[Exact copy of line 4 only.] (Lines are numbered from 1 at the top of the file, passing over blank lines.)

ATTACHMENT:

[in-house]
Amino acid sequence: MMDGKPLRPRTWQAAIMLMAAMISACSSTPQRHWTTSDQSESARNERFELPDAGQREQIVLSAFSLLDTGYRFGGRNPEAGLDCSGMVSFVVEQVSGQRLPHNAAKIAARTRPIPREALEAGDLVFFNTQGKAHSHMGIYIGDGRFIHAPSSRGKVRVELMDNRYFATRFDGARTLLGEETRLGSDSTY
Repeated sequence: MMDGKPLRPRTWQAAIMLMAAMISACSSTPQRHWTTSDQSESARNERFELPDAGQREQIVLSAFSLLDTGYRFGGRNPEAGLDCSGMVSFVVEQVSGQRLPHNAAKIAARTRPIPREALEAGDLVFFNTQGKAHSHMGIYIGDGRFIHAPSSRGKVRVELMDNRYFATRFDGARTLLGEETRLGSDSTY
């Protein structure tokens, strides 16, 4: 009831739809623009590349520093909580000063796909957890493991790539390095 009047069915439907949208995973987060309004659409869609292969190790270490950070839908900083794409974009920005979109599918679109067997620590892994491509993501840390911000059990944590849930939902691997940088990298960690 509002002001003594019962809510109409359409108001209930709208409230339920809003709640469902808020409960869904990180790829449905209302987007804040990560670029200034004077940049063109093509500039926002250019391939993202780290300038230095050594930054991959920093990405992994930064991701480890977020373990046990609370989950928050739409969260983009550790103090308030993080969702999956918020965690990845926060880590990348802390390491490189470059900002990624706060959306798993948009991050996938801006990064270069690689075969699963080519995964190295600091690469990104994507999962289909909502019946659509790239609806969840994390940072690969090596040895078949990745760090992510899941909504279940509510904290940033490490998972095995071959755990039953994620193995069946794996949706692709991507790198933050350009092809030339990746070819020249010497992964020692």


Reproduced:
């Protein structure tokens, strides 16, 4: 009831739809623009590349520093909580000063796909957890493991790539390095 009047069915439907949208995973987060309004659409869609292969190790270490950070839908900083794409974009920005979109599918679109067997620590892994491509993501840390911000059990944590849930939902691997940088990298960690 509002002001003594019962809510109409359409108001209930709208409230339920809003709640469902808020409960869904990180790829449905209302987007804040990560670029200034004077940049063109093509500039926002250019391939993202780290300038230095050594930054991959920093990405992994930064991701480890977020373990046990609370989950928050739409969260983009550790103090308030993080969702999956918020965690990845926060880590990348802390390491490189470059900002990624706060959306798993948009991050996938801006990064270069690689075969699963080519995964190295600091690469990104994507999962289909909502019946659509790239609806969840994390940072690969090596040895078949990745760090992510899941909504279940509510904290940033490490998972095995071959755990039953994620193995069946794996949706692709991507790198933050350009092809030339990746070819020249010497992964020692």